The Home Buyer's Korner

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November 8th, 2014

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FHA Condominiums

CondominiumsThe Federal Housing Finance Agency and the Federal Housing Authority needs to look just as much at where home buyers want to like as much as they are promising to lighten up on credit standards.  The demand for condominium units is rising in many urban areas nationwide, yet mortgage financing is getting squeezed for entry-level condo buyers by these federal agencies.

If you listen to real estate agents, listing prices for condos in major markets are rising faster than for single-family detached homes in the same area. Nationwide, condo sales are steadily taking away market share from traditional homes as suburban boomers downsize and millennials want to live closer to urban workplaces and city center attractions.

However, in recent years FHA significantly overhauled project approval guidelines for condominiums in an effort to reduce their risk after the real estate bust of 2008 and have all but closed out financing opportunity for what promises to be a highly desirable type of housing. Despite indications from FHFA as recently as last month that the government wants to loosen up on mortgage credit availability for middle-income Americans, the Federal Housing Administration continues to severely restrict the number of condo projects it makes eligible for FHA financing. The same restrictions make it impossible for large numbers of seniors who own condo units to obtain reverse mortgages, an important home-loan niche that the FHA dominates.

Despite FHA’s recent curtailment to participate in many condominium projects, most on the whole are doing well. Trulia, a data collecting real estate website reports that increases in asking prices in the 20 largest condo markets are outpacing increases in single-family asking prices.

In Miami, list prices for condos in September were 17 percent higher than the year before, compared with single-family list prices, which jumped 11.7 percent. In Boston, listing prices increased four times faster compared to single-family homes and in places like Washington DC and San Diego, condo listing prices rose by nearly double the rate of single-family homes. However, sales prices for condos remain significantly lower than single family detached homes on average nationwide and make them much more affordable.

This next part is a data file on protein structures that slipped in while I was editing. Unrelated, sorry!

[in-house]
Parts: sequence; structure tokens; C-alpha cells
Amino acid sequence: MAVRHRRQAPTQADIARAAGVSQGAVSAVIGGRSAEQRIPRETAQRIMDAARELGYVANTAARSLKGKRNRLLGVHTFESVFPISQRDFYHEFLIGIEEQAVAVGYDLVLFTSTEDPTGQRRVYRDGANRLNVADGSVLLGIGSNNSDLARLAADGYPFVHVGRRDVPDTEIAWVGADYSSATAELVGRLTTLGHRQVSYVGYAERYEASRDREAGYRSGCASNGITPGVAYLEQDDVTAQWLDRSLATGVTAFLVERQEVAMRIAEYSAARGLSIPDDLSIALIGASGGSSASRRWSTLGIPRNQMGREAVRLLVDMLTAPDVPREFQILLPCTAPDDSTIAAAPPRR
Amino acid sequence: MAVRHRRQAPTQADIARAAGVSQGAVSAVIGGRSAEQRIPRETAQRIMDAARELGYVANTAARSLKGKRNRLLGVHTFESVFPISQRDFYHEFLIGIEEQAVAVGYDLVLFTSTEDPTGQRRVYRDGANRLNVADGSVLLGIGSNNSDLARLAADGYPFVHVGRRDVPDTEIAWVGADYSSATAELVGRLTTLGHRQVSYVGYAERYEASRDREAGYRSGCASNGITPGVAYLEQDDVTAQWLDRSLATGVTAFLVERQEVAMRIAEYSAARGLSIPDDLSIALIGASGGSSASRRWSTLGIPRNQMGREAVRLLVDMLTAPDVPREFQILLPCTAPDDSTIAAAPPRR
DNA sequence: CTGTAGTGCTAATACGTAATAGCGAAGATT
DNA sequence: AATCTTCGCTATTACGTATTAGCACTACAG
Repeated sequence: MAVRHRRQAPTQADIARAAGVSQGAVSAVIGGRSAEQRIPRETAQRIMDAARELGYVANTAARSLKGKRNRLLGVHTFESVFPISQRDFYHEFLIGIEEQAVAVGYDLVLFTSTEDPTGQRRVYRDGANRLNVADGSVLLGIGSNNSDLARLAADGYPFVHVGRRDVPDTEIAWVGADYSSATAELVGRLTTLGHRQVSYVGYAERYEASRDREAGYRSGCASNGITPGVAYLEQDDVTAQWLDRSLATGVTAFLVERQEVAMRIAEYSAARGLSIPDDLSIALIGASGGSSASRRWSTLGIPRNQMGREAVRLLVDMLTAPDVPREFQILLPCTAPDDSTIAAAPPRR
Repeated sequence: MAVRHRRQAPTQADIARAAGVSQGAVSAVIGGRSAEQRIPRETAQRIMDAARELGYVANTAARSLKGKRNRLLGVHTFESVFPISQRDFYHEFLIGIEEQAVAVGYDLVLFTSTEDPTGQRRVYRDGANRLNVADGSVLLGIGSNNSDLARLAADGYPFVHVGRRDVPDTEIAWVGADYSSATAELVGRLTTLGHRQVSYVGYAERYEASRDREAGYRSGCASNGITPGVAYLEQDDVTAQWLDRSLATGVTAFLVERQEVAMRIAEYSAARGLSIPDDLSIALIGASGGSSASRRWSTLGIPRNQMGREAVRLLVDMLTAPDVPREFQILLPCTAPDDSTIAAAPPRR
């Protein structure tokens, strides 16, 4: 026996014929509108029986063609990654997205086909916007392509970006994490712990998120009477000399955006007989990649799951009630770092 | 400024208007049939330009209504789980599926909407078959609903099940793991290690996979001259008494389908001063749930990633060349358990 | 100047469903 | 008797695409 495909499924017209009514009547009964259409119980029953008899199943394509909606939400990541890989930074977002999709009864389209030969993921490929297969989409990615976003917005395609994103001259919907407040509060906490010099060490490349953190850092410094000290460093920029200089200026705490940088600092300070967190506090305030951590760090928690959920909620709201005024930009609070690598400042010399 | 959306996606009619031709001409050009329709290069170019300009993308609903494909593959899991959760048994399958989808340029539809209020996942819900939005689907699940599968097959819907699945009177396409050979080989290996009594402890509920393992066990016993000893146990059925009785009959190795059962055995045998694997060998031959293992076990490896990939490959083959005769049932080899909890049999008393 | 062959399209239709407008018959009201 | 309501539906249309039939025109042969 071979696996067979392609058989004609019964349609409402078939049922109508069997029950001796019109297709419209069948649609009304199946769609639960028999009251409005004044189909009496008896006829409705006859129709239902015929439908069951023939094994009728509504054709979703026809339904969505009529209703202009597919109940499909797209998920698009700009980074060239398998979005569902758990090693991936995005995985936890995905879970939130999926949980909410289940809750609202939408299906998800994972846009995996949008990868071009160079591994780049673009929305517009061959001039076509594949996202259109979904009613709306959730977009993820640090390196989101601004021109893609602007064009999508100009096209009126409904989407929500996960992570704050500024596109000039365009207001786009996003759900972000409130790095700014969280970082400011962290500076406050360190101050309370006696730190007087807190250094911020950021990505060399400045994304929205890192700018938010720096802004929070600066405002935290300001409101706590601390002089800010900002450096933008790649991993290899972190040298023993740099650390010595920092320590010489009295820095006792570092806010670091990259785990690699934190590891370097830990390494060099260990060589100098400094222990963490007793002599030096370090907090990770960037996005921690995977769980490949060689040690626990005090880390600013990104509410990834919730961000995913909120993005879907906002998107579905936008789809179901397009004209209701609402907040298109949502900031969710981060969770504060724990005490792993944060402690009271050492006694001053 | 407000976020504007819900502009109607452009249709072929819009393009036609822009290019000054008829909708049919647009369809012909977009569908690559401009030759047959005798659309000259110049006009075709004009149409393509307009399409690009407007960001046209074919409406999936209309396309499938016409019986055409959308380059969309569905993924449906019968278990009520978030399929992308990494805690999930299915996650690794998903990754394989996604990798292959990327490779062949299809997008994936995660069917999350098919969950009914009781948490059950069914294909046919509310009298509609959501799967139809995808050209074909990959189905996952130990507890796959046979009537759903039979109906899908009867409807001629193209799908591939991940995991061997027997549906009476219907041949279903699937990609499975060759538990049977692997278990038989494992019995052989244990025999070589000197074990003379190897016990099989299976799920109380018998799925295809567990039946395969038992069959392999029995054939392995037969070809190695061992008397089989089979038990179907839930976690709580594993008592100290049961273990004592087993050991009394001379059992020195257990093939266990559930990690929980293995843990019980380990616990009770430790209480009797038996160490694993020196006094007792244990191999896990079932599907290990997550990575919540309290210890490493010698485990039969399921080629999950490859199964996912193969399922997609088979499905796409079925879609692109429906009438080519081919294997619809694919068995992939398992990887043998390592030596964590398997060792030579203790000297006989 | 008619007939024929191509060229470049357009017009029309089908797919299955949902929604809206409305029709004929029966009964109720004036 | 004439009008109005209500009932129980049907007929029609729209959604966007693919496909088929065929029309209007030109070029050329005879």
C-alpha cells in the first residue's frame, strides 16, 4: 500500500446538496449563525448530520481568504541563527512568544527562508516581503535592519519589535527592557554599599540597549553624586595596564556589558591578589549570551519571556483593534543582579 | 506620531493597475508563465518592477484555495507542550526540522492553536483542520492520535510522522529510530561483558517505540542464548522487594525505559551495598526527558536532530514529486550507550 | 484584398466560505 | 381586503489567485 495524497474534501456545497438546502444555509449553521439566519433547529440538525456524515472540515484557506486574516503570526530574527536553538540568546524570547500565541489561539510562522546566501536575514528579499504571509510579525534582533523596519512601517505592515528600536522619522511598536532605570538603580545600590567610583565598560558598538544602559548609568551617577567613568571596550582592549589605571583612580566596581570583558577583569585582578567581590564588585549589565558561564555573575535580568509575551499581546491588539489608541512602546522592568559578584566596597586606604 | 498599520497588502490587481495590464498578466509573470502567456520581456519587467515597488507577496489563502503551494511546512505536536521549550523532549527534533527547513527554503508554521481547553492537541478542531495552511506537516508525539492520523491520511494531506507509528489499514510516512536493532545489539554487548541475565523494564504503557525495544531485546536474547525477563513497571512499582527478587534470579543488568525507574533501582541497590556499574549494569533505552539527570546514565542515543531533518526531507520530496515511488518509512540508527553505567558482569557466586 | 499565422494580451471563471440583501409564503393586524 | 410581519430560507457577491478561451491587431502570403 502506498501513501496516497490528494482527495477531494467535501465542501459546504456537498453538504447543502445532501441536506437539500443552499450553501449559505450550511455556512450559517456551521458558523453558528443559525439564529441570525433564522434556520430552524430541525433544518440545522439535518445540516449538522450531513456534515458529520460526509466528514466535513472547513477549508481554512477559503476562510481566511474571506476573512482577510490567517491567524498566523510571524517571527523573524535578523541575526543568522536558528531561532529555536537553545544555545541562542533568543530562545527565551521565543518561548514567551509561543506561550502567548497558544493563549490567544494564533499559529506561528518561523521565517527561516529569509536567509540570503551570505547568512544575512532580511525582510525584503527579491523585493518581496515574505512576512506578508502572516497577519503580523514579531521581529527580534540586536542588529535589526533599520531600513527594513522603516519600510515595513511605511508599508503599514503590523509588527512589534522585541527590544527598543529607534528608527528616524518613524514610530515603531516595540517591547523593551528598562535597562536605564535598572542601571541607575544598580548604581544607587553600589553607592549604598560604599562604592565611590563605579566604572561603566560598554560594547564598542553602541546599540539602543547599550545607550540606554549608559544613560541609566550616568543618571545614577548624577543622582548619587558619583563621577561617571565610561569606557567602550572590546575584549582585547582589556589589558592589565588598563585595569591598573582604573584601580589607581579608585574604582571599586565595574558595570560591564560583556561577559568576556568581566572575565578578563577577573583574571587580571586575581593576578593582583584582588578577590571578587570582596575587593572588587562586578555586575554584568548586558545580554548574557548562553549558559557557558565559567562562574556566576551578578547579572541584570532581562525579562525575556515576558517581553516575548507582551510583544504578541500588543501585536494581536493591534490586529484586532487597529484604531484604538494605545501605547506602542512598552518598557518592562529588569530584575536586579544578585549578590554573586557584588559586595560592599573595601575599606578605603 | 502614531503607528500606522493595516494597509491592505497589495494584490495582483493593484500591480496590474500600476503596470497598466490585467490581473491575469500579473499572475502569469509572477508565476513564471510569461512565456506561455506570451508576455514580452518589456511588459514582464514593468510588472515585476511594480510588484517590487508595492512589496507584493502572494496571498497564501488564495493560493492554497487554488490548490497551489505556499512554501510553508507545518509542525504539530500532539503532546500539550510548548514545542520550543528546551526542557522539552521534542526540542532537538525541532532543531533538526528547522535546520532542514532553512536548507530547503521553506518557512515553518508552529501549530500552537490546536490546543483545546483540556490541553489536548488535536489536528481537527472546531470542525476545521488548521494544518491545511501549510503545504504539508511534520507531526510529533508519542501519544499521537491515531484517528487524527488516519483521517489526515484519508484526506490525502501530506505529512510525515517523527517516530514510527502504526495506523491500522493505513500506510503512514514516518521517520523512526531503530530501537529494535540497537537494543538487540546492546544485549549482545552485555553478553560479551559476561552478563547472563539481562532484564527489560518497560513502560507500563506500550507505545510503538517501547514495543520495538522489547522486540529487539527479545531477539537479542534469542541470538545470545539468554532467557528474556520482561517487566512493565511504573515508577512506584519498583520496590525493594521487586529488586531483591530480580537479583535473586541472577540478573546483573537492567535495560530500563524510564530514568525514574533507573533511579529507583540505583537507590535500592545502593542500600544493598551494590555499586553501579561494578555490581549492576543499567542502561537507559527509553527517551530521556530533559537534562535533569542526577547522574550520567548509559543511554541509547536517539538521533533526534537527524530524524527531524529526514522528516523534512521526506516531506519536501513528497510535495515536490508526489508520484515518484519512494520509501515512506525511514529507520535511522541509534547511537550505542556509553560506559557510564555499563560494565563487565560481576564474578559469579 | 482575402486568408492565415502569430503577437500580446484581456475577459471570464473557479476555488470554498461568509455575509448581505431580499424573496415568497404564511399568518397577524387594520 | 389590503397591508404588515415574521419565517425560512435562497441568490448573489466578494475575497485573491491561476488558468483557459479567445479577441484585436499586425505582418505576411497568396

Rising popularity and market share for condominiums reflects that condominiums have grown from roughly an 8 percent market share to between 11 or 12 percent and in some urban markets, the condo share is even higher.

According to CoreLogic’s DateQuick, Los Angeles condominium market accounted for about 27 percent of home re-sales in September and Miami it was approximately 44.9 percent.

The major problem we are facing today in the otherwise healthy condominium market is FHA’s curtailment of entry points at the lower ranges of the price spectrum.  FHA has always been the go-to source of mortgage money for first-time buyers and currently insures less than 7 percent of the country’s estimated 150,000-plus condominium developments. FHA has also stopped approving what are known as “spot” loans, which are mortgages in condo projects that have not applied for and received FHA certification. And, by the way the FHA project certification is burdensome on home owner associations and frequently the process only leads to rejection.

David Stevens, who was FHA commissioner in 2010 and now heads the Mortgage Bankers Association banned FHA spot loans, but says “it’s time to bring them back with reasonable restrictions”.  Why? Because for many young first-time home buyers, FHA is the sole source of low-down-payment financing.

All things being equal it’s true that FHA was confronted with significant condo foreclosures in the height of the real estate bust, but that was then and market has had a rebounded, while the crisis has abated.  As times change, so should FHA policies and support a housing market that a new generation of home buyers finds appealing.

The ban on spot loans has crushing impacts on seniors as well.  Many need to tap into their homes equity and want to use FHA’s reverse mortgage program to supplement their incomes, but can’t solely due to FHA’s current policy.

So is there a change FHA might readdress these policies? Maybe!

FHA hasn’t commented on whether it might loosen its certification restrictions or allow spot loans to home buyers and owners in uncertified developments that would otherwise qualify for an FHA insured mortgage. But, industry leaders and other sources say the agency is feeling the political heat from real estate and mortgage lobbies as well as coming from Capitol Hill. Let’s hope we’ll see a major overhaul of the condominium approval process in early 2015 that could bring back FHA financing to greater numbers of home buyers and existing unit owners.


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